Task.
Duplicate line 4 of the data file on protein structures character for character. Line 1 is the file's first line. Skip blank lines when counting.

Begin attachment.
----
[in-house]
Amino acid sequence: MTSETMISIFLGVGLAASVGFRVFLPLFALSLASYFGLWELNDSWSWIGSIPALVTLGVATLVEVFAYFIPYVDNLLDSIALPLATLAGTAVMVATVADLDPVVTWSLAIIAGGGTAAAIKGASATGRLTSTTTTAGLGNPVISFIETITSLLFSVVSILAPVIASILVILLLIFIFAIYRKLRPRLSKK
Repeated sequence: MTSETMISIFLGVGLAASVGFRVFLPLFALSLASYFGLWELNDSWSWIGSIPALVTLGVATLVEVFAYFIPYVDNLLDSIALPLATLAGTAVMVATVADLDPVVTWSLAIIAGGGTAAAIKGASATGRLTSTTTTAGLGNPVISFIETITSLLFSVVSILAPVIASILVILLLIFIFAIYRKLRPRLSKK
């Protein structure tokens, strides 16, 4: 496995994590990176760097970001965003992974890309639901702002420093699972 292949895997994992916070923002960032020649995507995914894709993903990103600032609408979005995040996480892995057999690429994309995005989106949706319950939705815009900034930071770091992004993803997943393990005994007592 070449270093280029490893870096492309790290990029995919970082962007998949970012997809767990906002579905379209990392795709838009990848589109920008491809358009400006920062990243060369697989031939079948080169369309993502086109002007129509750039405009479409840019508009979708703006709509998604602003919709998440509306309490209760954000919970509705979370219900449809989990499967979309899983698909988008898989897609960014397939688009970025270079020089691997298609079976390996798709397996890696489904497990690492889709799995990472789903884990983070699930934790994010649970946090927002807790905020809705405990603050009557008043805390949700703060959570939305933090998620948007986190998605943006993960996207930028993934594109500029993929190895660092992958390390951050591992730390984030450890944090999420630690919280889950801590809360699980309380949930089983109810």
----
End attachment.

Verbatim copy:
């Protein structure tokens, strides 16, 4: 496995994590990176760097970001965003992974890309639901702002420093699972 292949895997994992916070923002960032020649995507995914894709993903990103600032609408979005995040996480892995057999690429994309995005989106949706319950939705815009900034930071770091992004993803997943393990005994007592 070449270093280029490893870096492309790290990029995919970082962007998949970012997809767990906002579905379209990392795709838009990848589109920008491809358009400006920062990243060369697989031939079948080169369309993502086109002007129509750039405009479409840019508009979708703006709509998604602003919709998440509306309490209760954000919970509705979370219900449809989990499967979309899983698909988008898989897609960014397939688009970025270079020089691997298609079976390996798709397996890696489904497990690492889709799995990472789903884990983070699930934790994010649970946090927002807790905020809705405990603050009557008043805390949700703060959570939305933090998620948007986190998605943006993960996207930028993934594109500029993929190895660092992958390390951050591992730390984030450890944090999420630690919280889950801590809360699980309380949930089983109810």